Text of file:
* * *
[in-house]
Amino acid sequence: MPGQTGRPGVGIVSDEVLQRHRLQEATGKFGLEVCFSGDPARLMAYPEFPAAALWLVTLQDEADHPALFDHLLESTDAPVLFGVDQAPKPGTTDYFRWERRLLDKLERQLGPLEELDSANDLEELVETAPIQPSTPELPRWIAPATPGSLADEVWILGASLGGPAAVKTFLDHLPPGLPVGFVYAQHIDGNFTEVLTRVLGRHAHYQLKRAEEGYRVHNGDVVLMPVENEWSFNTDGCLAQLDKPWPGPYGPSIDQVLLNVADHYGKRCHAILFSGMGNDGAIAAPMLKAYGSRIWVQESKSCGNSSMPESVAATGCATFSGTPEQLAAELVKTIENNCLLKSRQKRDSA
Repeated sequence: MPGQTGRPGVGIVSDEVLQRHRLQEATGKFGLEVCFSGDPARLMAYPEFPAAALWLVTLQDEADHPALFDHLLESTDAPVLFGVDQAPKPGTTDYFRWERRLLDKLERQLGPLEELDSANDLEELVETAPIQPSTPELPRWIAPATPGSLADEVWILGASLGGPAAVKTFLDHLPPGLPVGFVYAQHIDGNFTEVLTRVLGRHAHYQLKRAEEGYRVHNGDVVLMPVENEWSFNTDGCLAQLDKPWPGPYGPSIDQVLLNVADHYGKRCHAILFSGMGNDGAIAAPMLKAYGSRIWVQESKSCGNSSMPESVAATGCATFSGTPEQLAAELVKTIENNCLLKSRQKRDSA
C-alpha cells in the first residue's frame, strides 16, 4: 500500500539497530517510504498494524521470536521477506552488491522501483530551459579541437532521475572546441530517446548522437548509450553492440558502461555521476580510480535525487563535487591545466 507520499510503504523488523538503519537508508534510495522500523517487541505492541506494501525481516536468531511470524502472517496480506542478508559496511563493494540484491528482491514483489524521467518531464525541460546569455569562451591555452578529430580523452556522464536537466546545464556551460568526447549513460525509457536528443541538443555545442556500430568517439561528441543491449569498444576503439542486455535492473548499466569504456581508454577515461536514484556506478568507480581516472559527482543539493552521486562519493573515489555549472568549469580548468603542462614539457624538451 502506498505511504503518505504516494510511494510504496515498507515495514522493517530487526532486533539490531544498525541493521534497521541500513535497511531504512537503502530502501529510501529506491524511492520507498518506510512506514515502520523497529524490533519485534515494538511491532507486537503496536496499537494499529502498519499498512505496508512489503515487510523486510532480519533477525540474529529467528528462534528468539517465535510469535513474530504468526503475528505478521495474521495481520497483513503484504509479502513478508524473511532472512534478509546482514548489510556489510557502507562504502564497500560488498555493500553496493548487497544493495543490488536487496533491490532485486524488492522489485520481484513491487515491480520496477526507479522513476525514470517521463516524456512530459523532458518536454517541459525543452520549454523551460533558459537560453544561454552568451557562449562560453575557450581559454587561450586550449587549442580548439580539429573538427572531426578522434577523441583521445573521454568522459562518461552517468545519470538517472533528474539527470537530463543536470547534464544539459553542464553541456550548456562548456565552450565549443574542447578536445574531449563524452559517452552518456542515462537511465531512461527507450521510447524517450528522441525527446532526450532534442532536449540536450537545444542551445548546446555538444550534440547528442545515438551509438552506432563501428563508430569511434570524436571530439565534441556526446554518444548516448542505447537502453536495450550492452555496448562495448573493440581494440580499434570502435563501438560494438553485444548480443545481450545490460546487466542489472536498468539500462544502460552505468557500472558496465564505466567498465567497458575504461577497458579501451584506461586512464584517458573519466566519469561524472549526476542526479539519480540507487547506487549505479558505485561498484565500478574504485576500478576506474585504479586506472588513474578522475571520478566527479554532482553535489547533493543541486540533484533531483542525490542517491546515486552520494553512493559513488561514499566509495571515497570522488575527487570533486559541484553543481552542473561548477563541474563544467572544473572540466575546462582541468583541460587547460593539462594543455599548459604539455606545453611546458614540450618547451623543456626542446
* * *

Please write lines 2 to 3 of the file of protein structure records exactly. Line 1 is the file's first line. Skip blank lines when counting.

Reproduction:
Amino acid sequence: MPGQTGRPGVGIVSDEVLQRHRLQEATGKFGLEVCFSGDPARLMAYPEFPAAALWLVTLQDEADHPALFDHLLESTDAPVLFGVDQAPKPGTTDYFRWERRLLDKLERQLGPLEELDSANDLEELVETAPIQPSTPELPRWIAPATPGSLADEVWILGASLGGPAAVKTFLDHLPPGLPVGFVYAQHIDGNFTEVLTRVLGRHAHYQLKRAEEGYRVHNGDVVLMPVENEWSFNTDGCLAQLDKPWPGPYGPSIDQVLLNVADHYGKRCHAILFSGMGNDGAIAAPMLKAYGSRIWVQESKSCGNSSMPESVAATGCATFSGTPEQLAAELVKTIENNCLLKSRQKRDSA
Repeated sequence: MPGQTGRPGVGIVSDEVLQRHRLQEATGKFGLEVCFSGDPARLMAYPEFPAAALWLVTLQDEADHPALFDHLLESTDAPVLFGVDQAPKPGTTDYFRWERRLLDKLERQLGPLEELDSANDLEELVETAPIQPSTPELPRWIAPATPGSLADEVWILGASLGGPAAVKTFLDHLPPGLPVGFVYAQHIDGNFTEVLTRVLGRHAHYQLKRAEEGYRVHNGDVVLMPVENEWSFNTDGCLAQLDKPWPGPYGPSIDQVLLNVADHYGKRCHAILFSGMGNDGAIAAPMLKAYGSRIWVQESKSCGNSSMPESVAATGCATFSGTPEQLAAELVKTIENNCLLKSRQKRDSA